Monday 1 January 2024

Aquaman and the Lost Kingdom | review by Stephen Theaker

It’s a shame that Aquaman and the Lost Kingdom, Jason Momoa’s sixth appearance as Aquaman, seems likely to be his last for now. In his cameos, in Batman vs Superman, Peacemaker and The Flash, and his full appearances in Justice League and Aquaman, his exuberance and commitment to the role made him a joy to watch. I wish there were more films to come, but at least we got more of his Aquaman than we did of his equally enjoyable Conan the Barbarian.

Whether this film takes place after the multiverse-changing events of The Flash or not isn't established, but doesn't make a great deal of difference. Sensibly, it's a direct sequel to the first Aquaman film, continuing its storylines and themes. Many of its actors return. As this film begins, Aquaman is thoroughly bored of his job as king of Atlantis. He is nodding off during audiences, and frustrated by the constraints on his power. He has much more fun playing with his baby son and battering pirates.

When Black Manta (Yahya Abdul-Mateen II) starts to attack Atlantean storage facilities, that gives Aquaman the excuse he needs to jump off the throne and get his trident dirty again. Joined by his octopus chum Topo, he decides to break his half-brother Orm (Patrick Wilson) out of a desert prison. Aquaman put him in that prison, deprived of water, as punishment for his crimes in the previous film, so there is tension between them, but it's played for laughs rather than high drama. It's a buddy-cop scenario, and Patrick Wilson is effectively the co-lead, the Murtaugh to Aquaman's Riggs. He gets some great moments, not least when, after their escape, he leaps from the sea, restored to full strength and ready to rumble.

Amber Heard as Aquaman's wife Mera isn't the lead character she was in the first film, but reports that she had been excised completely were far off the mark. She plays an important role, as do Nicole Kidman as Aquamum, Dolph Lundgren as Aquafather-in-law and Temuera Morrison as Aquadad. Randall Park (also active in the MCU) returns too, as Dr Stephen Shin, a scientist who just wants to see Atlantis but finds himself the right-hand man to an increasingly insane super-villain. Black Manta's power-up, from a denizen of the lost kingdom, makes him a truly formidable foe for the two Aquabrothers and their allies, but it came at a cost.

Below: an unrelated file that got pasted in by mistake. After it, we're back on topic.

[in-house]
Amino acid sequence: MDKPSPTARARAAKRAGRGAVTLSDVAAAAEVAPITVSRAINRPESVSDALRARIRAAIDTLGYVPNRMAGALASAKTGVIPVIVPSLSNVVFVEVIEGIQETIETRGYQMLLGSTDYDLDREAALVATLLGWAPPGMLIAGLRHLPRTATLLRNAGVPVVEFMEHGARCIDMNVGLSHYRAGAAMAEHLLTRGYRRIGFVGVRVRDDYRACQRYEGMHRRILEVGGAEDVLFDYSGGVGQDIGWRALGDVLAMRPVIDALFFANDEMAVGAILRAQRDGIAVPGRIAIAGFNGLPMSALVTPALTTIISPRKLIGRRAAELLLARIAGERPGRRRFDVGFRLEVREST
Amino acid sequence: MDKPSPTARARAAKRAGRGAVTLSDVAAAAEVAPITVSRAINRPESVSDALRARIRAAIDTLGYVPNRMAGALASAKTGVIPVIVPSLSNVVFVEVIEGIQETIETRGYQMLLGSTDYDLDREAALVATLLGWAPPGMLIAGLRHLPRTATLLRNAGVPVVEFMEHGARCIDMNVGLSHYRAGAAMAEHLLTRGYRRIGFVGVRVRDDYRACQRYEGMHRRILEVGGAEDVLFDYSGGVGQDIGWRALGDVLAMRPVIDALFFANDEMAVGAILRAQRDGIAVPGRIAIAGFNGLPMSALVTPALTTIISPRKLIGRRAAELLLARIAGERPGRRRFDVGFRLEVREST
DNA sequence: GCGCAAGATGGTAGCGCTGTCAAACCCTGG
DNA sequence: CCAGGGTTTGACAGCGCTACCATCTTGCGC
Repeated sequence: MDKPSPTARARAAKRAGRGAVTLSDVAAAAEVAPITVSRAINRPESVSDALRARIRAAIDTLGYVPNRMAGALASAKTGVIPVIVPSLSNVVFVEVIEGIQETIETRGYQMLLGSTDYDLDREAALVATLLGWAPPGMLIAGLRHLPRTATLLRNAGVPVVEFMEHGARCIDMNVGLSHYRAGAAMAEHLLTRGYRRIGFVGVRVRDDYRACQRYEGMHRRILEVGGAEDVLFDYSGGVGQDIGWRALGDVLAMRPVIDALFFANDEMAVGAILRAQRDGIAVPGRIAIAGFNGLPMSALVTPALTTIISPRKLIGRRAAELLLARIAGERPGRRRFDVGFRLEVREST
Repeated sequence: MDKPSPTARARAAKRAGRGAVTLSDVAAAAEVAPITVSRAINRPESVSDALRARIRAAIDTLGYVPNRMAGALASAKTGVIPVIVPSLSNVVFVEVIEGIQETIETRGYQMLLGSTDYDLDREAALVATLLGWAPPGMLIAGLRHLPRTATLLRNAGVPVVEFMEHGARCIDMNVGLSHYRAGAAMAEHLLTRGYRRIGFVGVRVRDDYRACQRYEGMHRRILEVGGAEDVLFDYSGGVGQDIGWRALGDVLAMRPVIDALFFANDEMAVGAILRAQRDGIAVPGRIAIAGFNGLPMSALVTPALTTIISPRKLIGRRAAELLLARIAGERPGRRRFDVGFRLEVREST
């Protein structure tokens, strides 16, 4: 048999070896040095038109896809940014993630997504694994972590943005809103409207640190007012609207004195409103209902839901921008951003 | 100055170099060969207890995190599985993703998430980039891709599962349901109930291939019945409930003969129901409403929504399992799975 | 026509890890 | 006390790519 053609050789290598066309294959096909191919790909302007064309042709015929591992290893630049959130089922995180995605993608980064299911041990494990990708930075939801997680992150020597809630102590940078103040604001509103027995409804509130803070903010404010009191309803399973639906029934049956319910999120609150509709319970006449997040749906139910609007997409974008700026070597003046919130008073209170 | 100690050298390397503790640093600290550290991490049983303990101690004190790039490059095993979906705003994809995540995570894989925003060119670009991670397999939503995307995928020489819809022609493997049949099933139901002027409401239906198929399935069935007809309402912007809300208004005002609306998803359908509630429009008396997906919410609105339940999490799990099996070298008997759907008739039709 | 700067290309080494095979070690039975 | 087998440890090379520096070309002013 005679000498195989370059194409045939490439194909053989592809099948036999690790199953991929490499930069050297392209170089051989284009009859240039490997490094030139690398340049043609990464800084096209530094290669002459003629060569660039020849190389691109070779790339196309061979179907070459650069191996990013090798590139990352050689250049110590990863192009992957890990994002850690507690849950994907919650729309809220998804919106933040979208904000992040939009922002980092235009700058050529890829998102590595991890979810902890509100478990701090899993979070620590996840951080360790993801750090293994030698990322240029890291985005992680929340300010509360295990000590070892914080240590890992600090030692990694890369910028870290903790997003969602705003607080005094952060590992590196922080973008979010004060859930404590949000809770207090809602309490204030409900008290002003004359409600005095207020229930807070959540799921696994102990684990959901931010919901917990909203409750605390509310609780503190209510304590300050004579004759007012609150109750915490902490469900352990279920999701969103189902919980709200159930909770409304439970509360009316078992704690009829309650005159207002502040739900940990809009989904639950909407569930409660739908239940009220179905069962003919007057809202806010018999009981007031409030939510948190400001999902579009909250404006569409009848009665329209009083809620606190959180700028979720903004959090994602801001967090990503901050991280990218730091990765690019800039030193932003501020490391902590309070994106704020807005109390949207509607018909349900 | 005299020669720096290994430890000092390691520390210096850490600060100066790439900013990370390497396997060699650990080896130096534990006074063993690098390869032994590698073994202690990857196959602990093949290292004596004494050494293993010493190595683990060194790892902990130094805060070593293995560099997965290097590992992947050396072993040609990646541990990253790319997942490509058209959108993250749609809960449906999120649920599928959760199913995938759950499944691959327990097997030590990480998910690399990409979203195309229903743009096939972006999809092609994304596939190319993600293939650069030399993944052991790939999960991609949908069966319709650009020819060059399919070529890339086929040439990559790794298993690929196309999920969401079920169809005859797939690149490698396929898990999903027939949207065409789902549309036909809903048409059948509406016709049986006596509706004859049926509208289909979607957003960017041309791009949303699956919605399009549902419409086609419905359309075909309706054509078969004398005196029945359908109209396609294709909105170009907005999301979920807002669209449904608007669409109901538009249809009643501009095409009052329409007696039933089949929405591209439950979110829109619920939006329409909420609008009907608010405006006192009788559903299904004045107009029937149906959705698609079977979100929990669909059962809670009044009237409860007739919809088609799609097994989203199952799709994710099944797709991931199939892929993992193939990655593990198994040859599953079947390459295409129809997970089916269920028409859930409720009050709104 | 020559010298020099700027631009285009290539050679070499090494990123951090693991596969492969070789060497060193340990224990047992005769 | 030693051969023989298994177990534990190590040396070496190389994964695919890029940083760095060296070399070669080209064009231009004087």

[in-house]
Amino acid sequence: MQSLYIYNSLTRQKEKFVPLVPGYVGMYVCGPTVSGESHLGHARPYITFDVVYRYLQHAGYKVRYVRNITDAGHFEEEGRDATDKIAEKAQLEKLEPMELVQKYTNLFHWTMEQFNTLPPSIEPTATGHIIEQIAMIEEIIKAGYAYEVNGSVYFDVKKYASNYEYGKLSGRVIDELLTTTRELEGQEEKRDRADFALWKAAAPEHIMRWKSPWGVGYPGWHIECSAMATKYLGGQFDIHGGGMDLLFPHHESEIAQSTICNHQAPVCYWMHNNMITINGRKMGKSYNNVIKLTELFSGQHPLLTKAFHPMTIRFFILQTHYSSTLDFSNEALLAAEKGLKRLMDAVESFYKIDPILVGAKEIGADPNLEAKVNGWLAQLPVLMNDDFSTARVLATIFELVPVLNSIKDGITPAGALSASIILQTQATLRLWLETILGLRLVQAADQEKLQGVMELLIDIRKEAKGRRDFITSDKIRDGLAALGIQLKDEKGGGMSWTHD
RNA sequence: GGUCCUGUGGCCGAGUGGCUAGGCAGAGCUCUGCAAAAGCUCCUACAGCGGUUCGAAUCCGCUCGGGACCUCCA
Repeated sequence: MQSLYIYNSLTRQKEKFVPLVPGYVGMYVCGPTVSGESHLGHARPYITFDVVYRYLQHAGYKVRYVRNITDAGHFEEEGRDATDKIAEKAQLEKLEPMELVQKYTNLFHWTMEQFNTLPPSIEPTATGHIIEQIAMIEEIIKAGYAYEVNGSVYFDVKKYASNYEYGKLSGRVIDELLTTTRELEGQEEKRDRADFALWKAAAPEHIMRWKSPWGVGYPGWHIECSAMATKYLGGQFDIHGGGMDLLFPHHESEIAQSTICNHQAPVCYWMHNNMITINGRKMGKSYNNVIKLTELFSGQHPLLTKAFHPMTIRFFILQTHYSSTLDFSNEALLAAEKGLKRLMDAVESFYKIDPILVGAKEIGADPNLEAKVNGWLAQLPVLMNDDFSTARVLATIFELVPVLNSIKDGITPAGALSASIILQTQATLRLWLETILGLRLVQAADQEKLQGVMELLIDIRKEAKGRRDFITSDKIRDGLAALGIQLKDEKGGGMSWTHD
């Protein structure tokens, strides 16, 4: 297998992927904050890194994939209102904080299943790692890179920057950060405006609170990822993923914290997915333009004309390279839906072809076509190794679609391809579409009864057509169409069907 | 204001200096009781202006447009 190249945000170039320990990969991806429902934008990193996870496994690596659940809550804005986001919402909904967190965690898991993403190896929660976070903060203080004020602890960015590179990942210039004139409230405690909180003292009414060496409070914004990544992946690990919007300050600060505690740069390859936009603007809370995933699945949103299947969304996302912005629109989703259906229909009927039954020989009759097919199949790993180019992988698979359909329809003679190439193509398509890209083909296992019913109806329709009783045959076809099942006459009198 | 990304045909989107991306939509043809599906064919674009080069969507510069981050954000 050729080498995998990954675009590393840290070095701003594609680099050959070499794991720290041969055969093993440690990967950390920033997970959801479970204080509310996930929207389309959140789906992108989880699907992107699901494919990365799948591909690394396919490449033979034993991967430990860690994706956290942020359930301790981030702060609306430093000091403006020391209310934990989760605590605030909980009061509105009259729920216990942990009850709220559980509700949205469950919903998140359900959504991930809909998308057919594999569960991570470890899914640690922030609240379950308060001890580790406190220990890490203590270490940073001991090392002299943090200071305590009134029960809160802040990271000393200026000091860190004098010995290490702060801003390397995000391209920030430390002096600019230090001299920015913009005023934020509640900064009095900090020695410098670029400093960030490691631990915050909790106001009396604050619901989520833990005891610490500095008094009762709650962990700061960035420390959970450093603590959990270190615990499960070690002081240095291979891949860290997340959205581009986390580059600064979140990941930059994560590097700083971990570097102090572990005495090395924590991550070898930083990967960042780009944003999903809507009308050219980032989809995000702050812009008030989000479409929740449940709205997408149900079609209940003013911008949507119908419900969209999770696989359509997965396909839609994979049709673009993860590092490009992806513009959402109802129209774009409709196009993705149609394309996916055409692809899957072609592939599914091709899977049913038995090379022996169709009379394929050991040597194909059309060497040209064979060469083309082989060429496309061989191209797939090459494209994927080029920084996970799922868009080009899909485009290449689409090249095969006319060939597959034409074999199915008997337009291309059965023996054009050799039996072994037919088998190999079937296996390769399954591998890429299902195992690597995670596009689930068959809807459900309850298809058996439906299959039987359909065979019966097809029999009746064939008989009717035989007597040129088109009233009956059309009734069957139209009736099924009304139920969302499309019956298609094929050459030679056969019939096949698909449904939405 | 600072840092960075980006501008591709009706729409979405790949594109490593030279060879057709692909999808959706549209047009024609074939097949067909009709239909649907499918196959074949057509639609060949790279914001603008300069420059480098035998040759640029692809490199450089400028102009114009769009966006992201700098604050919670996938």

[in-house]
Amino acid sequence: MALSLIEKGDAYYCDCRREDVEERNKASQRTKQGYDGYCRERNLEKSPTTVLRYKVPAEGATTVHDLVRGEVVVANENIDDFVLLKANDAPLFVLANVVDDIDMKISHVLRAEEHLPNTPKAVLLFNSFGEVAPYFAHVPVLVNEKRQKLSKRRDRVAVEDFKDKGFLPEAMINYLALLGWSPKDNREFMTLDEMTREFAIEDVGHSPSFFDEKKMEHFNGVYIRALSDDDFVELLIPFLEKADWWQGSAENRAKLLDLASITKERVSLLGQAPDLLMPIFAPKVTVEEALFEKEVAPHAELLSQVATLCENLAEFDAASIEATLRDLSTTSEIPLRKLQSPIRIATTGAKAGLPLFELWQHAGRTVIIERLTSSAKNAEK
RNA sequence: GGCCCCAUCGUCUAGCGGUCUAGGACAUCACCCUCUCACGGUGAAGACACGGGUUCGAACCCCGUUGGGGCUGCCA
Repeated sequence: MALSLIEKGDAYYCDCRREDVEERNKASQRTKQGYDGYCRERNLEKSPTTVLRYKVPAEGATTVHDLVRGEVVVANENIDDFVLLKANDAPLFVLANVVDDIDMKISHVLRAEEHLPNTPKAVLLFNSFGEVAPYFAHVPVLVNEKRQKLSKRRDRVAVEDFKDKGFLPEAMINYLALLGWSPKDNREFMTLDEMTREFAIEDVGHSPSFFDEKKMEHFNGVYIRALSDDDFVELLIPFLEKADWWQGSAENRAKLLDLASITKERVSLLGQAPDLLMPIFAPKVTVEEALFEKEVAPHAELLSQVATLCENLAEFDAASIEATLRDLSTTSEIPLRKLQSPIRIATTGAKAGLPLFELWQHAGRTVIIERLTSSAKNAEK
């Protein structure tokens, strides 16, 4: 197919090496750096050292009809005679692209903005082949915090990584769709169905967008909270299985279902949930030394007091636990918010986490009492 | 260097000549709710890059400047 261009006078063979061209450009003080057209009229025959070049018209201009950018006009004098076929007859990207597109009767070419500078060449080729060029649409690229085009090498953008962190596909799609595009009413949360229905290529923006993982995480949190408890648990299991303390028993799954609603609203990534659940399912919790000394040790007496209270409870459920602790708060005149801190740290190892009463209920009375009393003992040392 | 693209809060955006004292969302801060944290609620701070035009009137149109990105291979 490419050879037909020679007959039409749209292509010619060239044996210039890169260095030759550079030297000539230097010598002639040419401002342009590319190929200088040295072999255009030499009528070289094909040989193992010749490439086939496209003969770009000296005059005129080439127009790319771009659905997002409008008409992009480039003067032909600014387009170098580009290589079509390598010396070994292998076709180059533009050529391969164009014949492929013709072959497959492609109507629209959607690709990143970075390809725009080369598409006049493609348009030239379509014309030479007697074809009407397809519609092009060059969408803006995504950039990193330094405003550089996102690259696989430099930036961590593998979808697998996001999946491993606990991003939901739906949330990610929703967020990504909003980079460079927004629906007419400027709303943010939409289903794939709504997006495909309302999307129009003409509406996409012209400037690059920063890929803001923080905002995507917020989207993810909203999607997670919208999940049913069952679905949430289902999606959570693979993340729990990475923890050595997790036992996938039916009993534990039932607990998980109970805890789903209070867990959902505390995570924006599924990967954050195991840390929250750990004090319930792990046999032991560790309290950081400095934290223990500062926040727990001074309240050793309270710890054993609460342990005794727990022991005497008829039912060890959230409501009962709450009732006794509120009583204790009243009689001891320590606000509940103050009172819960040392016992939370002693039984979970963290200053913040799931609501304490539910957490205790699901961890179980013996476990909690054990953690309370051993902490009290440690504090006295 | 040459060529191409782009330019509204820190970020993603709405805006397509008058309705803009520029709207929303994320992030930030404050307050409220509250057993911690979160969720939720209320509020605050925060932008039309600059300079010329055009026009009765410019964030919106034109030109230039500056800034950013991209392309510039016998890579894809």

It's baffling to me that a film series that began with a billion-dollar film was being laid to rest before the second film was even released. And it's just as baffling that this film will be lucky to make even half that amount, despite being equally enjoyable, if not more. Like the first film, it's a thing of beauty, every shot as bright and colourful as a television demo reel. The villain's plan to accelerate global warming has obvious contemporary relevance. The film made me laugh out loud more times than I could count. I feel rather sorry for Jason Momoa, in that he was hilarious in Fast X, earlier in the year, and hilarious in this, and yet neither really caught fire with audiences.

So what went wrong? Some have put it down to this being a lame duck film in a dead universe, but that makes little sense when the first Aquaman film was praised for being so self-contained. Maybe China just isn't as desperate for American super-heroics as it was four years ago. I suppose that so many characters returning from the first film meant there wasn't a big new actor or a big new villain to hang the marketing on. Personally, I think it's always a mistake to not put a number in the title, so people know they haven't missed anything, or know how to catch up if they have. It worked for Iron Man and the Guardians of the Galaxy.

Whatever the reasons, don't let them put you off. If you enjoyed Aquaman, I think you'll enjoy this one too. And if this is the last time we ever see the DCEU, I'm glad it left that universe in a good place, with optimism for the future and a big smile on Aquaman's face. Stephen Theaker ***

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